Mobile World Congress (MWC) is the most important event in the mobile device calendar. The clue is in the name. But while the event showcases the very best (and occasionally some of the strangest) tech that’ll slip into your pocket, there’s also the potential for launches to underwhelm. Statistics dictate that they’re going to turn up eventually.
And they do. Here are some of the biggest disappointments to come out of MWC.
Nokia X and XL (2014)
A little while before Microsoft and Nokia officially merged and started the Windows Phone era in earnest, Nokia decided to release a couple of Android smartphones at MWC. Unfortunately, the company opted to go with a proprietary version of Android. Nominally, it was Android Jelly Bean. In practice, it was quite similar to what Huawei uses for its devices now (and we all know how that’s working out for them). That’s not a trend you want to set. It didn’t help that both the Nokia X and Nokia XL were mediocre smartphones, outperformed by most of the competition. Thankfully, Nokia learned from its mistake and later joined the Android One program once the company was jettisoned by Microsoft.
Samsung Gear VR (2015)
On the surface, Samsung’s Gear VR doesn’t look like an awful product. At launch, it wasn’t. Not really. At the time, cardboard virtual reality headsets, powered by smartphones and apps, were a real thing. They were even entertaining for a couple of hours. But we should have known that a virtual reality headset that required a specific family of smartphones was doomed to be phased out of existence pretty quickly. Unfortunately for Samsung, its range of Galaxy Note 7 devices started exploding soon after the second version of the headset (which shipped with an actual controller) was launched. The countdown for plastic accessories like this started soon afterwards.
If you search for the UUBand in 2023 you’ll find a Finnish alt-rock group. Back in 2016, though, it was a product so terrible that almost all mention of it has been scrubbed from existence. There’s a single photograph (above) to prove that it existed. Why has it been so thoroughly forgotten? Well, the device is a tracker for your children. And not in a fitness sense. It tracked location (constantly) but it also recorded everything your little minion might say at any point ever. So you could keep an eye on little Billy or Billie. Obviously. If you can’t understand why this is a terrible idea, you might work for the NSA. It never went on sale (that we know about).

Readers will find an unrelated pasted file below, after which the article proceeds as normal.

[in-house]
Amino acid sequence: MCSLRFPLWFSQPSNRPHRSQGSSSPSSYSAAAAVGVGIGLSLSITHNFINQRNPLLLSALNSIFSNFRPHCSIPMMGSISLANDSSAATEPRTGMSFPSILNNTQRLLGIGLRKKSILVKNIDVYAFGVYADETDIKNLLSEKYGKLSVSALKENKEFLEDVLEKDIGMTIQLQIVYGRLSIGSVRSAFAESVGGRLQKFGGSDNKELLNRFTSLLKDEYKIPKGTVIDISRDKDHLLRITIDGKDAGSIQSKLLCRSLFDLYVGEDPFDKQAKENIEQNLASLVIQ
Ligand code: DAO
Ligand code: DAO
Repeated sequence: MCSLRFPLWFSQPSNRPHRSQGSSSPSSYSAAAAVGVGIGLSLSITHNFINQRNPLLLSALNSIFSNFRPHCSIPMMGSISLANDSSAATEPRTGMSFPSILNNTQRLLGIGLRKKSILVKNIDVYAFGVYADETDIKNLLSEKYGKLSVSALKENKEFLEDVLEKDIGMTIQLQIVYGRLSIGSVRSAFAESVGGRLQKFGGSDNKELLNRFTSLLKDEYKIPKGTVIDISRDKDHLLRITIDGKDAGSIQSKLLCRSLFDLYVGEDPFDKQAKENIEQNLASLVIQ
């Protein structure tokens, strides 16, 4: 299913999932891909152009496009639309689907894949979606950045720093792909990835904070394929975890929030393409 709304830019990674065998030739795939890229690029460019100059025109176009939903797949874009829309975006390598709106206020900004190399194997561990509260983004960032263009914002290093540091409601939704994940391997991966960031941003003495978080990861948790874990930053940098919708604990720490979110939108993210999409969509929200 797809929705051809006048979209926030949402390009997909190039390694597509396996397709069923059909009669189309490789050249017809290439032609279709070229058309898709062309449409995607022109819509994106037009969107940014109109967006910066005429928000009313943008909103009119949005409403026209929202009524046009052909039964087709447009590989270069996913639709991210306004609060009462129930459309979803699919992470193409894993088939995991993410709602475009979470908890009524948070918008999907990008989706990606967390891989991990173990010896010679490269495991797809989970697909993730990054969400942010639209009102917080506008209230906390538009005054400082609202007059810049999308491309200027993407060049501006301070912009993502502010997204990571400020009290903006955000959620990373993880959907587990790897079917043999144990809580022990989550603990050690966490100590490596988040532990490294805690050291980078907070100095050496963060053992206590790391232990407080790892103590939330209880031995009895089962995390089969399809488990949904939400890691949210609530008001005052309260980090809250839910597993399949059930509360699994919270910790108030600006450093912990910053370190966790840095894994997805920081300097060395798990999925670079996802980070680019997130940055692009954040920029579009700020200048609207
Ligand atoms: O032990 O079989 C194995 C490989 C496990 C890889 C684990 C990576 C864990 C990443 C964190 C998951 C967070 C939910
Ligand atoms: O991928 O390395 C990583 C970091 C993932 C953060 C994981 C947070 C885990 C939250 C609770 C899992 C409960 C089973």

Sony Xperia Ear 2nd Gen (2017)
Sony missed leading the earbuds revolution by this much back in 2016. It missed it again when the company unveiled the second generation of its Xperia Ear device at MWC 2017. It doesn’t matter much, because the company rose up and absolutely dominated the competition shortly afterwards, but it could have had a running start. If only the emphasis had been on music instead of digital assistants. The company unveiled its Xperia Ear 2nd gen prototype at MWC 2017. That went on to become the Xperia Ear Duo, an unfocused set of AI-powered earbuds that went nowhere. The story has a happy ending for Sony but it journeyed down a dark path for a while there.
LG V30S ThinQ (2018)
LG has stopped making smartphones. There might be a reason for that. Before it got all experimental, the South Korean company made a few questionable choices when it came to its existing lineup. One was using Mobile World Congress to unveil a new smartphone — the LG V30S ThinQ — that was almost entirely identical to its last one. The difference? AI integration. Oh, and instead of 64GB and 128GB models, there were 128GB and 256GB models. That’s the kind of thing you send an email about. You don’t go to the world’s largest smartphone conference and act proud that you made no hardware changes whatsoever. Especially when the previous generation phone attained parity via a software update shortly afterwards.
TCL DragonHinge concept (2019)
We get it. There’s a time and place to get experimental with your tech. Unfortunately, that place is CES. Joking aside, TCL has spent time at MWC trialling various folding smartphone designs. It hasn’t gotten around to actually releasing any (yet — that’s supposed to happen this year) but some of the designs have been… poorly considered. All of the designs seem to be under the Dragonhinge banner, so that’s a branding thing, but one of the possible versions, seen in 2019, looked an awful lot like an old-school hands-free car kit. The version the company is (apparently) considering for release is a little more elegant, thankfully.
The dark year that saw everyone sitting at home baking bread and trying to find ways to work online also hit the largest mobile device conference in the world square in the nuts. COVID-19 shut down MWC like a WWE wrestler popping out from under the ring. It wasn’t the last major event to shut down but it was the most surprising. For Stuff, at any rate, it was the first sign that the pandemic was serious business. If Mobile World Congress, an event on the verge of launching, could be cancelled, simple things like going to work or to the shop had absolutely no chance.